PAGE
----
FRANCE away, in the foothills of the Pyrenees, is going to be something of a culture shock for the Scotland Under-20s side this Friday night – but one of their number knows exactly what to expect.
“I’m just going home,” shrugs second-row Ewan Johnson, who has lived across the channel since he was four-years-old, initially learning the game in Brittany where his parents have settled, and more recently travelling the length and breadth of the country playing for the Racing 92 Espoirs (hopefuls) team, as part of the club’s academy programme.
“Some games it’s pretty physical because you get the pros dropping down to get some game time,” he explains, when asked about the standard of rugby he experiences on a week-to-week basis in France. “We’ve had Donnacha Ryan, the big Irish lock, down for a game last year, and Teddy Thomas has played a few games. Then you get some teams who don’t have that many pros, so it varies. Some teams are really good, and some are not so good, but every game is physical.”
Johnson anticipates it will be a similar story this weekend. “How we have previewed the game is that it will be really physical over there and a lot of big boys we will be up against,” he says. “I think it will be a pretty big and noisy crowd because they love their rugby down in the south of France. We know what is coming, so I think we just need to focus on the job in hand and not worry about the French crowd. If everyone does their job properly we should be fine. They are not necessarily fit, if you know what I mean, so we just have to outwork them.”
The 19-year-old, who was born in Cheshire and speaks with a south of England accent, qualifies to play for Scotland through Paul, his Bathgate-born father.
“Both my parents worked for the Met and they retired when they were 30-odd, they were allowed to retire pretty young,” he explains. “My mum [Eleri] used to go on holidays to France when she was young, so they always wanted to move there, and they just thought, why not? I was four at the time, my older brother was five and then my younger brother was actually born in France.
“I haven’t known much different and I love it in France. I grew up in Brittany, so on the west coast, and played all of my rugby there before moving to Racing 92.”
Becoming a senior player
At 6ft 6ins and 18½ stone, Johnson provides some invaluable bulk to Scotland’s engine-room; and having played for the national age-grade side throughout last year’s Six Nations and U20s World Championship, he has a level of rugby experience at both club and international level which can be a huge asset to a team which is relying heavily this season on players who are only in their first year out of school.
With a Welsh mother, an English place of birth and French residency, it was a bit of a toss-up as to which country he would end up representing – but having veered towards the thistle he is now totally committed to the cause.
“I had a friend who played for England so he knew about the Exiles stuff and I realised that it could give me a foot in the door to international rugby,” explains Johnson “So, me, my older brother [Lewis, who currently plays in the back-row for French Federale 1 side Nantes] and my dad did some digging, had a look, and got involved in an Exile camp in Leeds in December 2017.”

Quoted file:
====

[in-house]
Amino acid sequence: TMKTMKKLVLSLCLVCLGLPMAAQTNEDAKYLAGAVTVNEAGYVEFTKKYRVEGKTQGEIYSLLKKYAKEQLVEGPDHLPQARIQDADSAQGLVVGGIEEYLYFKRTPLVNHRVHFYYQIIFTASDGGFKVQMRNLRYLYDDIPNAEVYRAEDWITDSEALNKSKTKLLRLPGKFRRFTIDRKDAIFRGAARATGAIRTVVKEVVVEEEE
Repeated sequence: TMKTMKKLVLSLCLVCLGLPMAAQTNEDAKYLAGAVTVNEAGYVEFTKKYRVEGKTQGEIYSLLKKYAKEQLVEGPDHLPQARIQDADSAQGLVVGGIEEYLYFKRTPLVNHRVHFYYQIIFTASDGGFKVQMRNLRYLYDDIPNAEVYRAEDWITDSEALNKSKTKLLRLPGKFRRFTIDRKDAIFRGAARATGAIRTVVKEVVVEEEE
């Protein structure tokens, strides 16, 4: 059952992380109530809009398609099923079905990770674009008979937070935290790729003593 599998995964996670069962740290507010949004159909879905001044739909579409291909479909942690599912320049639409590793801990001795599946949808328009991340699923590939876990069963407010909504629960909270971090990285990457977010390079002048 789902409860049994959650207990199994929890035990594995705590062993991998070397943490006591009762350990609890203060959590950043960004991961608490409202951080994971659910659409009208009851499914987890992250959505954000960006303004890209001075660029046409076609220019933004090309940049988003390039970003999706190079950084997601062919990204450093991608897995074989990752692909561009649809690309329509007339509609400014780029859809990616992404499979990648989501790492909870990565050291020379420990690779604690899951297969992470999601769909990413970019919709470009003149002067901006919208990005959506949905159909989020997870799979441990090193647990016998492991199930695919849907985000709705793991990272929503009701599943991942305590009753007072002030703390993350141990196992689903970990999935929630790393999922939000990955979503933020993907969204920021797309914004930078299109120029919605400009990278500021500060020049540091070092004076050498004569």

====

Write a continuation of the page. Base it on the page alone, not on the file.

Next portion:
“From there, I went into the Under-19s programme around the turn of the year, before getting called into the Under-20s for the Six Nations, and it has just gone from there.
“Last year I took each game like a bonus, because I wasn’t expecting any of it, but this year it’s definitely focusing on myself but also the team. We’re still taking it game-by-game to make sure we develop every step along the way.
“I got involved with Scotland first so even if I was lucky enough to be wanted by other countries I couldn’t go through with it, because Scotland had trust in me with the Under-20s last year and I don’t want to let the country down.”
Johnson spends his regular season billeted with around 35 other rugby hopefuls in the residential wing of Racing 92’s Le Plessis-Robinson training complex in southwest Paris.
He has crossed paths occasionally with Finn Russell, but they won’t be bumping into each other this week. While the senior national team’s stand-off has returned to the French capital to recover from the head-knock which ruled him out of Saturday’s Six Nations clash, Johnson’s focus is firmly on Pau and helping the Under-20s get their season up and running after two frustrating defeats at home to Italy and Ireland.
Thereafter, there is Wales at home and England away, then this year’s U20 World Championship in Argentina will bring the curtain down on his international age-grade career, at which point he will perhaps have to start thinking a bit longer term about his Racing future.
“I think you probably find out at the start of your last year if you have a pretty good chance of breaking into the first team,” concludes Johnson, who ceases to be a teenager at the end of June. “For most boys, that is when you get to about 20, 21 or 22 – and you have to start looking for another club. I have a full season (still to wait) but I am probably going to try and stick it out. It’s pretty full-on, you can’t get away from rugby, but I guess that is what you sign up for.”